Without people, distributors basically become an empty warehouse, a collection of well-used computers and an assortment of worn out office furniture. Speaking with an assortment of folks looking to purchase distribution businesses — from inside and outside the industry — the conversation typically revolves around three major points — profitability, solid customer relationships, and stability of people. Take away the latter two, and the distributor is valued somewhere near zero. Further, it might be argued, without the people, there are no solid customer relationships. So, talking about people is doubly important.
Our brand of wholesale distribution is one of the most people-intensive business models in existence. Sure, we have warehouses; inventory; customer credit; computers; and fleets of company cars, trucks, and lord knows what else, but people are the driving force of our model. For every dollar of gross margin generated, about 58 cents goes toward paying our people. To put it in perspective, this is 4 ½ times our occupancy expenses, and three times our other operating costs. It’s a growing concern.
News pundits point to lower unemployment numbers, nearing those of pre-recession days. These numbers don’t tell the full story. I believe the pool of high-quality talent required to impact our business has been fully absorbed. It’s the law of supply and demand. Since midway through the year, salary demands by new recruits have been on the rise. This is especially true for high-skill and technically qualified folks. For example, the starting wage for new engineers straight out of college (University of Iowa) has reached $60,000.
The business model doesn’t allow a lot of leeway for raising the cost of employees. We can’t afford to raise our percentage spent on people above the 60 percent point and remain in business. There is little we can do about the escalation of salaries, benefits, or health insurance. Productivity gains are no longer just nice to have, they are a necessity to survival.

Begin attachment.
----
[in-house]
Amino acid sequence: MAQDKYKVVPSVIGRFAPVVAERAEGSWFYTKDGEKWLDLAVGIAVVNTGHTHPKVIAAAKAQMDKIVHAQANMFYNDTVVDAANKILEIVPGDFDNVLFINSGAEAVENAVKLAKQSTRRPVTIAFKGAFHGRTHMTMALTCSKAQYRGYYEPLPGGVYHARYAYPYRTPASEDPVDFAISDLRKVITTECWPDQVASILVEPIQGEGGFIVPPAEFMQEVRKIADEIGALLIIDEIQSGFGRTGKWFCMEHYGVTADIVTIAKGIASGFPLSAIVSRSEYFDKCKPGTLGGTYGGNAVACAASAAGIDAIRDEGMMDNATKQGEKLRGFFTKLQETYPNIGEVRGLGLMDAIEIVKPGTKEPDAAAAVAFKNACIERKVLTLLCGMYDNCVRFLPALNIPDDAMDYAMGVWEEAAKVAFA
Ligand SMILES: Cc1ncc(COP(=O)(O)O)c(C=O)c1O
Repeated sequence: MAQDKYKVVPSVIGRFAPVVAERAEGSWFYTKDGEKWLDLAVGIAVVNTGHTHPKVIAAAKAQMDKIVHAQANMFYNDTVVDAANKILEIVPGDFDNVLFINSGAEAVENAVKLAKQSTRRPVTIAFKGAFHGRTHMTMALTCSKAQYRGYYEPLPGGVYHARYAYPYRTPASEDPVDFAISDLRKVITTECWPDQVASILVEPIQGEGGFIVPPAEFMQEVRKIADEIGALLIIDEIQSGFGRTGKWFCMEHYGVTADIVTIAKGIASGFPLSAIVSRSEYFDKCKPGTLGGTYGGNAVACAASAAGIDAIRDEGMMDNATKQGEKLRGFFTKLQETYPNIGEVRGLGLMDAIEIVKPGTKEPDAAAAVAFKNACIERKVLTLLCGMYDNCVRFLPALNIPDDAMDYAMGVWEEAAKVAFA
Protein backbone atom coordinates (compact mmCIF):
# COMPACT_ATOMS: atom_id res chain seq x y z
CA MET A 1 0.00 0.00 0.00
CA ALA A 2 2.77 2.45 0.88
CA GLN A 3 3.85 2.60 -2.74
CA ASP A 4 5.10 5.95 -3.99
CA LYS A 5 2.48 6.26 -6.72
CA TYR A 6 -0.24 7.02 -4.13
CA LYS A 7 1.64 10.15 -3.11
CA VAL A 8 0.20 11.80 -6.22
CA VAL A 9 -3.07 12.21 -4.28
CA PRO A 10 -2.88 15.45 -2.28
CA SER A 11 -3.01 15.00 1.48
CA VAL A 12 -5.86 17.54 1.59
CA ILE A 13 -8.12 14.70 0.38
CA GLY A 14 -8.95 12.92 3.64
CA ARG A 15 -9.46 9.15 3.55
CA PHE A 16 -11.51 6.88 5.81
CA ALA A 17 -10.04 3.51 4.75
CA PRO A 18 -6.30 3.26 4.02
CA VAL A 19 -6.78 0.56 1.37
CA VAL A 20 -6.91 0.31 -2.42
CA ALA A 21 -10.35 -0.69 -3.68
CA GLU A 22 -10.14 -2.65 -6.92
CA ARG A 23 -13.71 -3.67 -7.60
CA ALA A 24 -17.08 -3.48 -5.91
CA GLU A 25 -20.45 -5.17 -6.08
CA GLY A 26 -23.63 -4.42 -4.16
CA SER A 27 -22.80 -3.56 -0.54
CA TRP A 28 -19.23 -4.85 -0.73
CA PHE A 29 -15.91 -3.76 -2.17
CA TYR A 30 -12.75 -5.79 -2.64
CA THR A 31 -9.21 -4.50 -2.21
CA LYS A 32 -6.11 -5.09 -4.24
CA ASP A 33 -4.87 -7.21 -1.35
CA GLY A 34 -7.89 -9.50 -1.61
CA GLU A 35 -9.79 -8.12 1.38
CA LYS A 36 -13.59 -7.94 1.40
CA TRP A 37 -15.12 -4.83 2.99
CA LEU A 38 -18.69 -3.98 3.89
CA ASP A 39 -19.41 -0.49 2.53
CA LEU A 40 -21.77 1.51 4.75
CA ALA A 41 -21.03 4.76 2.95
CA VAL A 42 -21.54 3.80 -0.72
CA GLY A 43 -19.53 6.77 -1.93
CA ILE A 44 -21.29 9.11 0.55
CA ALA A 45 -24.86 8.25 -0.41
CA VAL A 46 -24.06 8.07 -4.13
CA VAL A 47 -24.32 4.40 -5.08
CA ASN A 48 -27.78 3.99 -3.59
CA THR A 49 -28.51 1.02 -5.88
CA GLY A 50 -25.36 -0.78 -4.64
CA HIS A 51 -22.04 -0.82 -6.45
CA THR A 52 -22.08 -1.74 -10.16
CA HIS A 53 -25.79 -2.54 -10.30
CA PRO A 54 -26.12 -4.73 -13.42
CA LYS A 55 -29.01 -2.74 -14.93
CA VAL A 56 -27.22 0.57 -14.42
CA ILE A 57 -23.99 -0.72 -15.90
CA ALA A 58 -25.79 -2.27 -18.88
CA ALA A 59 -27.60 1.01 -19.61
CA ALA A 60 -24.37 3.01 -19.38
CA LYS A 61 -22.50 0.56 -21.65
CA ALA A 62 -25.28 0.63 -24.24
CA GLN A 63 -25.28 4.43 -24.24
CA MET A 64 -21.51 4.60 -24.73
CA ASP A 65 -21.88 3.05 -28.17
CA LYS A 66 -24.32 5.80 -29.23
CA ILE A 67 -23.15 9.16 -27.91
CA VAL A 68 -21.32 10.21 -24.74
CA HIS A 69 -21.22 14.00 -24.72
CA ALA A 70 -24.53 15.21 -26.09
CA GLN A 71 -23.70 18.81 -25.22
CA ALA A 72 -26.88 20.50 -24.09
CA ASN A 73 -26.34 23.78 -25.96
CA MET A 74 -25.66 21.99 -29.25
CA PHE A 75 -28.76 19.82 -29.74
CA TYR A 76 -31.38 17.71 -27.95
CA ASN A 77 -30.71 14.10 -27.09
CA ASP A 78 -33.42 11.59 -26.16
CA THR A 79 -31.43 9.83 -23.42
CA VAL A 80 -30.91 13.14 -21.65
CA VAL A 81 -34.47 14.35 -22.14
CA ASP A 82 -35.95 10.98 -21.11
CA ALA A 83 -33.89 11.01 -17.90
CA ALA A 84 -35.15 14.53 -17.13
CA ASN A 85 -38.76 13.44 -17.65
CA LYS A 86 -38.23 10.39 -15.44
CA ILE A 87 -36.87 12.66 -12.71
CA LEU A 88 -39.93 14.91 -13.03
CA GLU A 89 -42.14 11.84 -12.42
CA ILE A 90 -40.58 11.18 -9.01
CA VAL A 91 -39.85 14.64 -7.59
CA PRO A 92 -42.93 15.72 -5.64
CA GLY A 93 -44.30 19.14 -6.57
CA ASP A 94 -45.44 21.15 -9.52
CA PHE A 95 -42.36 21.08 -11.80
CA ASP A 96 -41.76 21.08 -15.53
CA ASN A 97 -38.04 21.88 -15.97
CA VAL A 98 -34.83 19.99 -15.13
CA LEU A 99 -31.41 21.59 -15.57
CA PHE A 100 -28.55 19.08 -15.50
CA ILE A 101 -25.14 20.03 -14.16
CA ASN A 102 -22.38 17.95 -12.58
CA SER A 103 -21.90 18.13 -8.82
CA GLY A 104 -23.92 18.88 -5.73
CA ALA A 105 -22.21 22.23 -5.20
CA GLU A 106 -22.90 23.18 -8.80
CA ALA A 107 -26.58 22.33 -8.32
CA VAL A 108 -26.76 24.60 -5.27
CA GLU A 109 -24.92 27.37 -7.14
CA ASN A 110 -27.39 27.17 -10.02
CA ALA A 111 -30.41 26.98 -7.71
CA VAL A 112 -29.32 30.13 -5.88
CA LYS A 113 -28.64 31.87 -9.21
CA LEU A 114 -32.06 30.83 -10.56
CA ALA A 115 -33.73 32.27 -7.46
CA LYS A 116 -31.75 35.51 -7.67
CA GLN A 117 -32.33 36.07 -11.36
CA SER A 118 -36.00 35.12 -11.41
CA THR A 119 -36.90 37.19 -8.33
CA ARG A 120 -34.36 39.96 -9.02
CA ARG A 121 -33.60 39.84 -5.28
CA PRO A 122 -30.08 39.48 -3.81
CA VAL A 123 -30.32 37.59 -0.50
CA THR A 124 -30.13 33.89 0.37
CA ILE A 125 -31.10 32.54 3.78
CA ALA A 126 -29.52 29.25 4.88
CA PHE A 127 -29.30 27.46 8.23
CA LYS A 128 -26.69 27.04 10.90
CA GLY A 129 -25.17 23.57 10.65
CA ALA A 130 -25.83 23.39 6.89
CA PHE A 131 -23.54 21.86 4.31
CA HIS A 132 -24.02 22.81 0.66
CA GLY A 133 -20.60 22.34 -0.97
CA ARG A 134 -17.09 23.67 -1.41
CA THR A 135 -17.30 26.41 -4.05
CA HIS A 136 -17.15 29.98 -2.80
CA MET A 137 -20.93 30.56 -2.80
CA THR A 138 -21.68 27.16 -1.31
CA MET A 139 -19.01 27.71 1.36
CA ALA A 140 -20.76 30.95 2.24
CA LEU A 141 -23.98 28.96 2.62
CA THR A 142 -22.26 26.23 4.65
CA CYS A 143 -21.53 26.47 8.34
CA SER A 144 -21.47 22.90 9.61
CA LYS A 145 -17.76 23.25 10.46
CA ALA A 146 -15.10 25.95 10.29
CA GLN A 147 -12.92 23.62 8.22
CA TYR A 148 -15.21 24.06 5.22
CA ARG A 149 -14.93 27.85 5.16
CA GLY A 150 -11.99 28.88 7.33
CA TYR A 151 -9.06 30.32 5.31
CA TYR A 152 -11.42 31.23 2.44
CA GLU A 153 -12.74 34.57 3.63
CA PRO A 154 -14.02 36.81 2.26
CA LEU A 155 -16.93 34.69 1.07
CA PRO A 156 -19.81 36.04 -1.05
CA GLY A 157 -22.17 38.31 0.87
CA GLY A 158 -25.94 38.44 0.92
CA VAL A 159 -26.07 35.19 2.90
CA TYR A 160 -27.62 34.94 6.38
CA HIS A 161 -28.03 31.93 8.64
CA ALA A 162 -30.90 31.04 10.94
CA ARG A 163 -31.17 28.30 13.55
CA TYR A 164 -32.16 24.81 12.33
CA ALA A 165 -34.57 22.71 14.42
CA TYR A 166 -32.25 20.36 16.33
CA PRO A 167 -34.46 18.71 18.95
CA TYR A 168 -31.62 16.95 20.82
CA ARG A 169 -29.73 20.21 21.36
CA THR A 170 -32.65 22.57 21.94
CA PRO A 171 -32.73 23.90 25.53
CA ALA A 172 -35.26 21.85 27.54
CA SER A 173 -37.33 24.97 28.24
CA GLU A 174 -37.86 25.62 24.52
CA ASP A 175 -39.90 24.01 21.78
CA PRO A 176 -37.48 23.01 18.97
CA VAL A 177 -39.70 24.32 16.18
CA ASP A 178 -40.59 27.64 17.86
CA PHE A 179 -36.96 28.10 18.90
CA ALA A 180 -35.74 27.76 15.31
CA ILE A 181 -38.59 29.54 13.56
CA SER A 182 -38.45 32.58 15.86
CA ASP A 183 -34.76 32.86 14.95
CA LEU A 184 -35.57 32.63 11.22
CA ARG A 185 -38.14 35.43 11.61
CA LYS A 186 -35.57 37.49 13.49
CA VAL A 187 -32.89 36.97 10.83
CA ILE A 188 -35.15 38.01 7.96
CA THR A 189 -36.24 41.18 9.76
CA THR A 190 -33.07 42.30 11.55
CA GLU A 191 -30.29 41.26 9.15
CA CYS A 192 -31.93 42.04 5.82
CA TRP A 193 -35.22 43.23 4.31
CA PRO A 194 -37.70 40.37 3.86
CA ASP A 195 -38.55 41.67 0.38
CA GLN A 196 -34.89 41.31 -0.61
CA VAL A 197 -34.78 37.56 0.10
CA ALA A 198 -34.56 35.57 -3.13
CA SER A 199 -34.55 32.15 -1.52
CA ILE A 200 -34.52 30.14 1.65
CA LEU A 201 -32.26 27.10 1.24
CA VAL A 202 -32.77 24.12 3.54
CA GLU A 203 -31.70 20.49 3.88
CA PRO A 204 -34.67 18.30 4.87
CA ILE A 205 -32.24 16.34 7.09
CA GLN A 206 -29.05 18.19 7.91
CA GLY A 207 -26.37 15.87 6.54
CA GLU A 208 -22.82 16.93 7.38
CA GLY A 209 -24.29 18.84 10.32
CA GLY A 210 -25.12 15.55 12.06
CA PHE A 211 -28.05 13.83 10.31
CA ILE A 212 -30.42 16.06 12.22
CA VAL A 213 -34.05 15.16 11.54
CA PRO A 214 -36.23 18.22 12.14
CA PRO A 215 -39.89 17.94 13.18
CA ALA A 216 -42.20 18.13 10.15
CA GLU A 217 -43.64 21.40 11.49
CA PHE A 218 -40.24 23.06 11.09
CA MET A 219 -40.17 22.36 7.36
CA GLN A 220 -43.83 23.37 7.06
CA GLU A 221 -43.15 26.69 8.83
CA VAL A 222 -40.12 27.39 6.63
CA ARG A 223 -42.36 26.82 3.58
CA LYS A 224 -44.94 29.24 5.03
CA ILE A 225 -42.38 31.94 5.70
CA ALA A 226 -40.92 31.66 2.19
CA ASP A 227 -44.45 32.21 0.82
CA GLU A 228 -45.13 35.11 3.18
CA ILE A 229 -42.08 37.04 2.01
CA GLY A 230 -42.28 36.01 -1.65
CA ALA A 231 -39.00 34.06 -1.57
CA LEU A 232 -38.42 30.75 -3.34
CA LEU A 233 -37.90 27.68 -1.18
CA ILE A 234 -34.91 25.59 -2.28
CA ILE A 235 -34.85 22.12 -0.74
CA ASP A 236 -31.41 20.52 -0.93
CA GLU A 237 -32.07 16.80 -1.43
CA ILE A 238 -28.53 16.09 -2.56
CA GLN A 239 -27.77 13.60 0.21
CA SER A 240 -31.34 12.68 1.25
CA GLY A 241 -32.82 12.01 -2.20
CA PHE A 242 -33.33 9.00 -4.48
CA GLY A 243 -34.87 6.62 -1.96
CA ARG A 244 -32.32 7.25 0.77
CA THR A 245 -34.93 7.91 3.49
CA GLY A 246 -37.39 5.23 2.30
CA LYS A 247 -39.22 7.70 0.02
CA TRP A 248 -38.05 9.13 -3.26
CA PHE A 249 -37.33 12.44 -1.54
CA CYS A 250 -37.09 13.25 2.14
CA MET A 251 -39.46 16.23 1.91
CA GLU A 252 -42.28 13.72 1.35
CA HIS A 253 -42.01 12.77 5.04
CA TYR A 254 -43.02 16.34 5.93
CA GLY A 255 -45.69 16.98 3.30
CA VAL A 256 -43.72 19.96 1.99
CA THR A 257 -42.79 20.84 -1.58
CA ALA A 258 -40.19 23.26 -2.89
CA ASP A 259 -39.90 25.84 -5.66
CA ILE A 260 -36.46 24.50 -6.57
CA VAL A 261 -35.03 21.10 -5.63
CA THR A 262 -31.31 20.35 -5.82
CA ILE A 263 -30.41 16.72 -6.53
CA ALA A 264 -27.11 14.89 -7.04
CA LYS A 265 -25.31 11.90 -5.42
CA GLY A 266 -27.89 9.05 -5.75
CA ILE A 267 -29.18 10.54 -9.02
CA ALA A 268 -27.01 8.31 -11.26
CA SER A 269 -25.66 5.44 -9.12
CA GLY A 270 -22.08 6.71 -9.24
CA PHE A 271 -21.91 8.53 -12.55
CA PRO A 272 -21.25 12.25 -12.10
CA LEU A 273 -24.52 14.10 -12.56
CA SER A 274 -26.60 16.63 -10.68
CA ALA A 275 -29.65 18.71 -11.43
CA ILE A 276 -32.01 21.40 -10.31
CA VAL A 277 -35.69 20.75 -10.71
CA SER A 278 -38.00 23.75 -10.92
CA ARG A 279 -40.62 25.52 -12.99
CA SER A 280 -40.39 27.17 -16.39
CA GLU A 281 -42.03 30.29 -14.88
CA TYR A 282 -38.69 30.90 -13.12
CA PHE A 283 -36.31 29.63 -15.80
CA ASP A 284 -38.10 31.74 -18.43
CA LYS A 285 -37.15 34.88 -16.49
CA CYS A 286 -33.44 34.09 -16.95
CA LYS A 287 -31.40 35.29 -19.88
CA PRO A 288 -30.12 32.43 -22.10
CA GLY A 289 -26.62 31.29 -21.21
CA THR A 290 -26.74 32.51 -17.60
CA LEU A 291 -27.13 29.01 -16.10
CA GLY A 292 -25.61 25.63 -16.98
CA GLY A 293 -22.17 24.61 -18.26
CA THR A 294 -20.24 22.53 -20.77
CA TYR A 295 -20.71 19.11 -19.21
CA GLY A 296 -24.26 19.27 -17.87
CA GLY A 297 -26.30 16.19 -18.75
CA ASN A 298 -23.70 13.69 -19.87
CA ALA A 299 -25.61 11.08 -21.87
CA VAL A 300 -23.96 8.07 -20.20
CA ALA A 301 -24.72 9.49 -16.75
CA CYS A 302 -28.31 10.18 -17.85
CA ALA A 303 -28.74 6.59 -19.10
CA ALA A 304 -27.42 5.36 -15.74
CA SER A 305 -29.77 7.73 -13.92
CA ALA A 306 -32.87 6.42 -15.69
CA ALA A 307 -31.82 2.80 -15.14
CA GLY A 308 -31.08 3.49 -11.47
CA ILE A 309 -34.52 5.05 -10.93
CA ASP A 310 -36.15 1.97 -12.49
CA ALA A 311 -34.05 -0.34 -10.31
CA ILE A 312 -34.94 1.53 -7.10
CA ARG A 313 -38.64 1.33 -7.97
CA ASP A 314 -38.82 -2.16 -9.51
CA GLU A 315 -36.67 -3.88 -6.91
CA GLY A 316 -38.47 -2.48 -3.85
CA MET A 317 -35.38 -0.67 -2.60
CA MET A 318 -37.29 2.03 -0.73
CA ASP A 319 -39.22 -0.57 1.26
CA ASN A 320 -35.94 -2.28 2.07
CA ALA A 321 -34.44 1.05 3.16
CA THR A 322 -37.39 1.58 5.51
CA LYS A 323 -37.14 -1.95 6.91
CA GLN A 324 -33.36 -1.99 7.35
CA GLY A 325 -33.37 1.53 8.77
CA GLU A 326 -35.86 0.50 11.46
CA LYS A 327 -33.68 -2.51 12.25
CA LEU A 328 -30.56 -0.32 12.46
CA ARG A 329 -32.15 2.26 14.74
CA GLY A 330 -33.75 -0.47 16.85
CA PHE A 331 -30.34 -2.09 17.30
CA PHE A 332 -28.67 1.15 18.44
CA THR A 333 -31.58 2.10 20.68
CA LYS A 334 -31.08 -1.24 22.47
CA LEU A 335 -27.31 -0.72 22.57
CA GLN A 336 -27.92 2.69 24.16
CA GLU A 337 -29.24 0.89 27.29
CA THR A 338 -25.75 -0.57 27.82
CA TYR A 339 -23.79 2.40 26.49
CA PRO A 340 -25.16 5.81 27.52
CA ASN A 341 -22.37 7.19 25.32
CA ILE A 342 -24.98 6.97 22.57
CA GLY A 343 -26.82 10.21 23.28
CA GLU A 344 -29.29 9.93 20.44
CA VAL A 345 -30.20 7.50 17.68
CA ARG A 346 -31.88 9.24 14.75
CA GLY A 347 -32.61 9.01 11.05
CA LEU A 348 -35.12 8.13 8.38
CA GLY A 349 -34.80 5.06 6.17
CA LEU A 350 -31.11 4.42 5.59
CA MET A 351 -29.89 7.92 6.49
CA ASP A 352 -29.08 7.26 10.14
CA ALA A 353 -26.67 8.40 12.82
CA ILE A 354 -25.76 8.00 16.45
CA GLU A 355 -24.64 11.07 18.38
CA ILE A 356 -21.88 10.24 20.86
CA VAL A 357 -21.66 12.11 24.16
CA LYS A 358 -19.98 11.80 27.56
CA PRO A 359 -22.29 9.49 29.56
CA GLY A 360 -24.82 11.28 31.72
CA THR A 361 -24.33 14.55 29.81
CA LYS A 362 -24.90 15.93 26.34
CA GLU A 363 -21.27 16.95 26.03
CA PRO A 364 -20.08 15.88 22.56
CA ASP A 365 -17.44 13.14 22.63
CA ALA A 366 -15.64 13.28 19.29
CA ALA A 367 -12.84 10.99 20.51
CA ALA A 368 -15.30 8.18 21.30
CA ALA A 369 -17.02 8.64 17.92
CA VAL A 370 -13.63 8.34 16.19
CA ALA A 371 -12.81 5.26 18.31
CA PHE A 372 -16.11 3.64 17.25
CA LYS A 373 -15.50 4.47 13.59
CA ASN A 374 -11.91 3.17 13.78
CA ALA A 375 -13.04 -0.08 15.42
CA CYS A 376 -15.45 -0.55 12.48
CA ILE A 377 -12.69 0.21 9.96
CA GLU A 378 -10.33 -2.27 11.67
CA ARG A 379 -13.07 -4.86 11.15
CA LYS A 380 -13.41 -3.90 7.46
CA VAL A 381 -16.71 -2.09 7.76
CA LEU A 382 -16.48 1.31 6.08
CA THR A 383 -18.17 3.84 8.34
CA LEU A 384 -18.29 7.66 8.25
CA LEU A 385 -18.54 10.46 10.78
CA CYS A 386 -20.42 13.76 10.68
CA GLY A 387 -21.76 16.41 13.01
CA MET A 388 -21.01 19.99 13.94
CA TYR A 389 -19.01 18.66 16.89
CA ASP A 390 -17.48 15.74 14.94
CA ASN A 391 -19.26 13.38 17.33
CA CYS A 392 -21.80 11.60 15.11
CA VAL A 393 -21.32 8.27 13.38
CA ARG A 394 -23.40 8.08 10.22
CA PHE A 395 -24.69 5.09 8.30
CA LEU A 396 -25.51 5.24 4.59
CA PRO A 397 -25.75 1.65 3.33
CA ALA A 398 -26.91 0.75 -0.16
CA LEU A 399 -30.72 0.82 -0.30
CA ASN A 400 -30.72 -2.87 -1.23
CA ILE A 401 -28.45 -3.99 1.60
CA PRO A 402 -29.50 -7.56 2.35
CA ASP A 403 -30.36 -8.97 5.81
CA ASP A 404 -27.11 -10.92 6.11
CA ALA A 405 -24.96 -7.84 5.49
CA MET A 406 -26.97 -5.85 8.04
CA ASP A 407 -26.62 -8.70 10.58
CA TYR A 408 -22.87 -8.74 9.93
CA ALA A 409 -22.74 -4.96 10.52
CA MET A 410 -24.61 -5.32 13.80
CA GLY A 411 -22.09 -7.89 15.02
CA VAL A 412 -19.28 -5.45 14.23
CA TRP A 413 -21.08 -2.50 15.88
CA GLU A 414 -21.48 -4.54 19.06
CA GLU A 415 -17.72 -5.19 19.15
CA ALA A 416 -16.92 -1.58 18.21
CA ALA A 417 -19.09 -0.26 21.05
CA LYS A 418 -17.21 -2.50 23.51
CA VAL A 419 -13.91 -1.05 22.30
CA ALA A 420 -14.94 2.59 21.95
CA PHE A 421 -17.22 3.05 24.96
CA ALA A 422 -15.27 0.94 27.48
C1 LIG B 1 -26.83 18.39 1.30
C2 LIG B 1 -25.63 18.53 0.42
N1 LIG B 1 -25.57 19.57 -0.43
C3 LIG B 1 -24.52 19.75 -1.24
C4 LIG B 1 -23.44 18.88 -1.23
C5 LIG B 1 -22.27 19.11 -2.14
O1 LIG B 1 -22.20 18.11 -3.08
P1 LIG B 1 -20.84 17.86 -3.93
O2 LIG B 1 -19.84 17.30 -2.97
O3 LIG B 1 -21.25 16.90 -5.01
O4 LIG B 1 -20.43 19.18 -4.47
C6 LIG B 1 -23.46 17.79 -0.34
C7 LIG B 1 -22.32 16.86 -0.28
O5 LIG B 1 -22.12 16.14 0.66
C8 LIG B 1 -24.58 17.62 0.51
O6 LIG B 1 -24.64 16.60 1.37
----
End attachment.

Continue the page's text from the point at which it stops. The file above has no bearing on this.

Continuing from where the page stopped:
Let’s explore some of the best practices used by others to build productivity within your organization.
EXPERIENCED PEOPLE TEND TO BE MORE PRODUCTIVE
Research into hundreds of distributor organizations points to evidence that experienced people are more productive. They know the systems, short cuts, and processes required to adequately carry out their jobs. In addition, experienced folks often have a deep industry background including customer contacts and those behind the scenes whom you can call upon in a pinch to resolve issues.
Retaining experienced hands is critical to productivity with the following caveat; they must possess the right work ethic and professional skills and be in the right position. Hiring errors left to simmer within the organization don’t improve productivity. For the sake of discussion, we’ll assume the last big recession gave you the opportunity to purge them from your organization. Hopefully, other poorly performing employees are on solid improvement plans or on their way out the door.
Whether they mention it or not, assume your team is under scrutiny from headhunters. Other companies, armed with a handful of dollars, are probing your defenses. Fortunately, money isn’t the massive driver many of us believe it to be. Assuming your pay scales are reasonably sound and have kept up with the industry norms, the real drivers fall into issues of job satisfaction, proper tools for the job, room for growth, and a feeling of appreciation.